There’s No Place Like Home: Family Traditions Build Sense of Community

Sustainable Living Guest Blogger: Kate Ruffing

I am coming off the eve of an annual family tradition that I had almost forgotten could be so much fun, but which has reinforced my belief that family gatherings build a sense of self and greater community.  In these blogs, I often share sustainable solutions for what scientists classify as the necessities of life - Food, Water and Shelter.  But what makes us distinctively human is how we come together into a Community group - be it in families, cities, nations, or as a planet. Cultivating this sense of place is just as important to living a sustainable life as the others.

family-gathering.jpg
family-gathering

I know, as you do, that getting the family together can be easier imagined than done as we madly dash to all the different activities on our calendars.  I typically start to think about family around the major holidays, but would encourage all of us to remember those other life moments that we can easily turn from “a happening” into “a habit”.

One of my family’s traditions is to head into the northern Wisconsin woods every fall, to gather with family and friends for a communal hunting trip.  Now don’t fear, I am not insisting that this become your family tradition, but rather it serve as an example for why you should find a time to come together and just be.  From Boston to Seattle, we pick one long weekend in the fall to gather together and eat, laugh, swap stories, and for us, head out into the woods.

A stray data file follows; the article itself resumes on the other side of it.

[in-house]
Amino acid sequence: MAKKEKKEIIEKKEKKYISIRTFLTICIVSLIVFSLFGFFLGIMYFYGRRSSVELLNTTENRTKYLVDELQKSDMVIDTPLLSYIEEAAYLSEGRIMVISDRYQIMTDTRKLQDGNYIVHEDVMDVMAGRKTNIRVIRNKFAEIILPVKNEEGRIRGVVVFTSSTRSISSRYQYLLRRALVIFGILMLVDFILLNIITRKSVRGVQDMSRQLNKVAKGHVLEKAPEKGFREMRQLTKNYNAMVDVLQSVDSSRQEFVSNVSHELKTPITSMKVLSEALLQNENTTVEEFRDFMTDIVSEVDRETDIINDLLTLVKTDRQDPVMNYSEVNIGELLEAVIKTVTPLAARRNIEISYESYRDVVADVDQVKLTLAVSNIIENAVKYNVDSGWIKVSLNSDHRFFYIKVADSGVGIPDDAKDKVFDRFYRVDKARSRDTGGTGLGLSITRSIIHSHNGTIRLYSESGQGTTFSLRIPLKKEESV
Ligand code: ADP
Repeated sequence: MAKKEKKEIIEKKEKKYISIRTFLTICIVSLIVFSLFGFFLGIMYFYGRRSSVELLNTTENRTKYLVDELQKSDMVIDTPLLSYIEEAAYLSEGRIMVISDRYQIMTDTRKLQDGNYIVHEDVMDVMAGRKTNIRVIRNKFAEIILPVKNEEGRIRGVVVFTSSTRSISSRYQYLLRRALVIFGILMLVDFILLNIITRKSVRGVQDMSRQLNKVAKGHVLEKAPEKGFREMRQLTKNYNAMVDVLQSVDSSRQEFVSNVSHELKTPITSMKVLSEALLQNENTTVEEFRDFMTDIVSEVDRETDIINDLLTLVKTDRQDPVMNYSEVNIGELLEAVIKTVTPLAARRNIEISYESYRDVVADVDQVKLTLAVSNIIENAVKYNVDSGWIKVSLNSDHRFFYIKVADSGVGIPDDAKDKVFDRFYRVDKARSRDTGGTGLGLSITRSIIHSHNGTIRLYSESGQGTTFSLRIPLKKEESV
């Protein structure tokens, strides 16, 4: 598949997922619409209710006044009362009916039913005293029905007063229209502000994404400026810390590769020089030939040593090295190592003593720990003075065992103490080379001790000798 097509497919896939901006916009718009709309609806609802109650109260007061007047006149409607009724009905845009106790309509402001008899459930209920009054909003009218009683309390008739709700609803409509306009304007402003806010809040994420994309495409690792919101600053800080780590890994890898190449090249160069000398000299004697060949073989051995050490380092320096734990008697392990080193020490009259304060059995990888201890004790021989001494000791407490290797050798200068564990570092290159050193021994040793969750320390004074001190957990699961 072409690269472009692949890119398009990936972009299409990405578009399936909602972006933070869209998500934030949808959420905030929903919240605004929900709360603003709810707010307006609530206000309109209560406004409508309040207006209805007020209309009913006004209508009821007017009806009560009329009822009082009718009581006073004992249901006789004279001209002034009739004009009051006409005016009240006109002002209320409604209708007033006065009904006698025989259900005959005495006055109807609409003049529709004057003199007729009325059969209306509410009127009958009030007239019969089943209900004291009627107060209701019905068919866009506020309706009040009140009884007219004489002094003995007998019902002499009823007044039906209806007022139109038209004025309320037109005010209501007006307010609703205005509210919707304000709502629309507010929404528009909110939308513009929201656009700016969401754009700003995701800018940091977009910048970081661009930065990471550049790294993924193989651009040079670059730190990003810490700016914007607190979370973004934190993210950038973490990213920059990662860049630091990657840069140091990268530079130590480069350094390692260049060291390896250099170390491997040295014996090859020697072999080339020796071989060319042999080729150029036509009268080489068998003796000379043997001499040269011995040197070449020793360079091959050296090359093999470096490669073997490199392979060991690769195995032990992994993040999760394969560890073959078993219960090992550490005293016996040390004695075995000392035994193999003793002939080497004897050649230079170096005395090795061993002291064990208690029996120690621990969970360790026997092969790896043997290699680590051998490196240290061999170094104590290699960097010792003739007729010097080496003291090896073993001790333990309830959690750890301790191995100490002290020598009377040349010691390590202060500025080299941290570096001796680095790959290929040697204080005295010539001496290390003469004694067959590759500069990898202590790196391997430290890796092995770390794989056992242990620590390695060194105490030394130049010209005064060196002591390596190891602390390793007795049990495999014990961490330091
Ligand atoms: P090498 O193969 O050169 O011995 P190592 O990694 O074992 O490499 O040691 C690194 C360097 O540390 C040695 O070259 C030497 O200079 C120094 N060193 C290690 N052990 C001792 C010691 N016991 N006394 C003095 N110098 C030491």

So what is your family tradition?  Here are some suggestions to get you planning but tailor it to what you like to do.  These events don’t have to be only for blood-relatives.  Bringing neighbors and close friends into the fold just expands the fun.  For those teens and tweens, have them invite a friend to feel more engaged.

Annual Trip: Pick a spot - It can be a family home, campground, resort, picnic area, beach or a rotating location.  Pick a date - Like the second weekend of October or around a school break.  Organize planned activities or just play together.

Weekly Game or Movie Night: You can almost hear the teenage eye-roll on this suggestion, but pick a night of the week to play a game or watch a movie along with some fun snacks and drinks.  Curb the cell phones and computers for one night and allow different members to pick what game you play or movie to watch.

Community Project Work: Find a project in your area where the family can help out.  From collecting trash along a road to helping out at hospitals, senior centers, food banks and shelters.  Some quick searching will find something good for your group.

Monthly Gathering: Find a weekend day that works for everyone and have a pot luck meal or visit a museum.  You can go play a sport or take a historical tour.

At the end of it all, it is about getting together and being a family.  These bonds are what  life is all about so forge them every chance you get.  And don’t worry about the eye-rolls you may get- they will thank you later.